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Poison Ivy - Getting Rid of Poison Ivy Plants

Poison Ivy Treatment Guide

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Updated July 06, 2011

If your child get a poison ivy rash, or especially if he gets it over and over, it is important to figure out where he is getting exposed to the poison ivy plants. Is it in your back yard, at the playground, or on the way to school?

Identifying Poison Ivy

To identify poison ivy, it is most helpful to look at pictures of poison ivy plants. These pictures demonstrates a lot of things you should look for to help you identify and avoid poison ivy, including:
  • three leaflets ('leaves of three, let it be')
  • the middle leaflet has a longer stalk (petiole) than the other two
  • leaflets are fatter near their base
  • elliptical leaflets with slight lobes
  • leaflets are all about the same size
  • no thorns along the stem
  • clusters of green or white berries may be present
  • aerial roots may be visible on the stem
According to the FDA, other things to look for to avoid poison ivy and related plants include that1:

Poison Ivy

  • grows around lakes and streams in the Midwest and the East
  • woody, ropelike vine, a trailing shrub on the ground, or a free-standing shrub
  • normally three leaflets (groups of leaves all on the same small stem coming off the larger main stem), but may vary from groups of three to nine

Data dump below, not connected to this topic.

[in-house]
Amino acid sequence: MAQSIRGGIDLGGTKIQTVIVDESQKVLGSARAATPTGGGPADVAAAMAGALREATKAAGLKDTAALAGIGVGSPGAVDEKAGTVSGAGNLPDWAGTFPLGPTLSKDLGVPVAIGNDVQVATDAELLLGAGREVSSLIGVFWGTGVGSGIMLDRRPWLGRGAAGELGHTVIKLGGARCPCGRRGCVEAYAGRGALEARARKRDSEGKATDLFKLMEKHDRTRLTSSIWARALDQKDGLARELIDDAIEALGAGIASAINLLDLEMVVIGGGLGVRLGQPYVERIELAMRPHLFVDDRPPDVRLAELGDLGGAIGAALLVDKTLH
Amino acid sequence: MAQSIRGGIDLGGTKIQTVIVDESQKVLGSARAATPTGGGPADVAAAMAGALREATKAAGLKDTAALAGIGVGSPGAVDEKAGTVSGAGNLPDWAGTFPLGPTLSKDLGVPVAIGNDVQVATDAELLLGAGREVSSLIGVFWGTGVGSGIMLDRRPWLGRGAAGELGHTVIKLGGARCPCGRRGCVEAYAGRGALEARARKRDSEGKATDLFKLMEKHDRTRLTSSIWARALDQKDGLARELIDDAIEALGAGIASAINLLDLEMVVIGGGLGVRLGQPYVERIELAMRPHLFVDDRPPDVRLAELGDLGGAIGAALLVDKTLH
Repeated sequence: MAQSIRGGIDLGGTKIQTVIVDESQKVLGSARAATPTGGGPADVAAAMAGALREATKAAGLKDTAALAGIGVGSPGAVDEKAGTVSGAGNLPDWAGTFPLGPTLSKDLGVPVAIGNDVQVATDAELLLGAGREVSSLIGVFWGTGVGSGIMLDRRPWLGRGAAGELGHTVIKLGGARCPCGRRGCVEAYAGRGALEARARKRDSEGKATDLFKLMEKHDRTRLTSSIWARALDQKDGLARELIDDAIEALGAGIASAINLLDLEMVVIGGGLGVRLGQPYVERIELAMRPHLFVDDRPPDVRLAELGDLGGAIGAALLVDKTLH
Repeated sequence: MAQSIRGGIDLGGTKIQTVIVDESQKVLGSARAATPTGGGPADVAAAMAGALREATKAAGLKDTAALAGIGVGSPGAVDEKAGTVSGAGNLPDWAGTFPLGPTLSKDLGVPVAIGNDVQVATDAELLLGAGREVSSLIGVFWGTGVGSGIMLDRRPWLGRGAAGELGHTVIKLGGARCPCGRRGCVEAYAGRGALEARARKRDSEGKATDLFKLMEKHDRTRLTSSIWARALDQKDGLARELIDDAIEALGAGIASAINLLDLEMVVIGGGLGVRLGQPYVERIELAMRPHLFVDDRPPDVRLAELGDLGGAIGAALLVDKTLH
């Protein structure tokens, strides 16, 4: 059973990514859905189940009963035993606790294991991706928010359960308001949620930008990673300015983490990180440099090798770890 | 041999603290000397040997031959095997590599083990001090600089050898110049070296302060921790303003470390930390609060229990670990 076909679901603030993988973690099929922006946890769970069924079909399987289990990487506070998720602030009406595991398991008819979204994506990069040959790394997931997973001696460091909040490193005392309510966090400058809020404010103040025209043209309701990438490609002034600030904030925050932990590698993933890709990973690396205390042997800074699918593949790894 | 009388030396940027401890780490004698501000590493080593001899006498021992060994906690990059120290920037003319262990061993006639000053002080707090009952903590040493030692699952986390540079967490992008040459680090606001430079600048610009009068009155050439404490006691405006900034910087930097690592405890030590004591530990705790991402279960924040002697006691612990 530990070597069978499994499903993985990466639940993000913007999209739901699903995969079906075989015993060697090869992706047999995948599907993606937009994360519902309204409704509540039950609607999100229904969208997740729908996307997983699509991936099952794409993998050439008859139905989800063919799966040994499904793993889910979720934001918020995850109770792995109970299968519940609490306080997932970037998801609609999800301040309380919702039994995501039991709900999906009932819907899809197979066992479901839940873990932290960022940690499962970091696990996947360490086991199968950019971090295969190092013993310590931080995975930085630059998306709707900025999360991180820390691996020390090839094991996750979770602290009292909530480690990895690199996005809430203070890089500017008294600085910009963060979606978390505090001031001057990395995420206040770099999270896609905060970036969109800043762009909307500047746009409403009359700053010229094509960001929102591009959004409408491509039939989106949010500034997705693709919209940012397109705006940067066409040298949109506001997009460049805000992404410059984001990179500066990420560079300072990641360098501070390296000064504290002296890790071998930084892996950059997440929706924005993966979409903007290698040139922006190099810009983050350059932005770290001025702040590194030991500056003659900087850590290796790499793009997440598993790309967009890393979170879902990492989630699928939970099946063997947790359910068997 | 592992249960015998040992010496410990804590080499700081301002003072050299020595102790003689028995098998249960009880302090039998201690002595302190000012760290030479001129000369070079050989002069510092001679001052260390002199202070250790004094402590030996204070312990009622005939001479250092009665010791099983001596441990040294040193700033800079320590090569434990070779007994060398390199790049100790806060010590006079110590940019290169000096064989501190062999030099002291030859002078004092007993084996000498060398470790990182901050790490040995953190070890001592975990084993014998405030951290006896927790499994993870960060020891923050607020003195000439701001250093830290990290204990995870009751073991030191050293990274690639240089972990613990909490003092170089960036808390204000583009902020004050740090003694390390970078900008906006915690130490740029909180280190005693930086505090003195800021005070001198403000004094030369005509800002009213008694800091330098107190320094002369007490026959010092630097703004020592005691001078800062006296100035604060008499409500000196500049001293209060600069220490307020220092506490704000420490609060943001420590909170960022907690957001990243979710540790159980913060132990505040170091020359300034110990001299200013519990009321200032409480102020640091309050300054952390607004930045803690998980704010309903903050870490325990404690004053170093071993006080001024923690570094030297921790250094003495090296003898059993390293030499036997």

• leaves are green in the summer and red in the fall
  • yellow or green flowers and white berries

Poison Oak

  • eastern (from New Jersey to Texas) grows as a low shrub; western (along the Pacific coast) grows to 6-foot-tall clumps or vines up to 30 feet long
  • oak-like leaves, usually in clusters of three
  • clusters of yellow berries

Poison Sumac

  • grows in boggy areas, especially in the Southeast
  • rangy shrub up to 15 feet tall
  • seven to 13 smooth-edged leaflets
  • glossy pale yellow or cream-colored berries

Getting Rid of Poison Ivy

Once you identify poison ivy, especially if it is in your back yard, you will want to get rid of it, unless it is in a part of your yard that you and your kids can simply avoid. Unfortunately, trying to get rid of poison ivy can be difficult and dangerous, since the poison ivy plants often grow back and you run the very big risk of getting exposed while trying to kill the plants.

Some options to consider to get rid of poison ivy include:

  • call a professional landscaper to remove the poison ivy plants, especially if you have a lot of poison ivy in your yard.
  • spray the poison ivy plants with an herbicide, such as Roundup or Ortho Poison Ivy Killer, keeping in mind that they can also kill surrounding plants too.
  • manually remove the poison ivy plants, including the roots.
  • repeat spraying or manually removing the poison ivy plants as they grow back.
If removing the poison ivy plants on your own, be sure to wear protection and keep in mind that urushiol can remain on your clothing and gloves, etc., causing a rash if you later touch them.

Also, be sure to properly dispose of the poison ivy plants, since even a dead poison ivy plant can trigger a reaction, and never burn a poison ivy plant, as that can trigger a deadly reaction to anyone who is exposed to the smoke.



Sources:

FDA Consumer Magazine. Outsmarting Poison Ivy and Its Cousins.

Habif: Clinical Dermatology, 4th ed.

Rhus (Toxicodendron) dermatitis. Tanner TL - Prim Care - 01-JUN-2000; 27(2): 493-502

Related Video
How to Identify Poison Ivy

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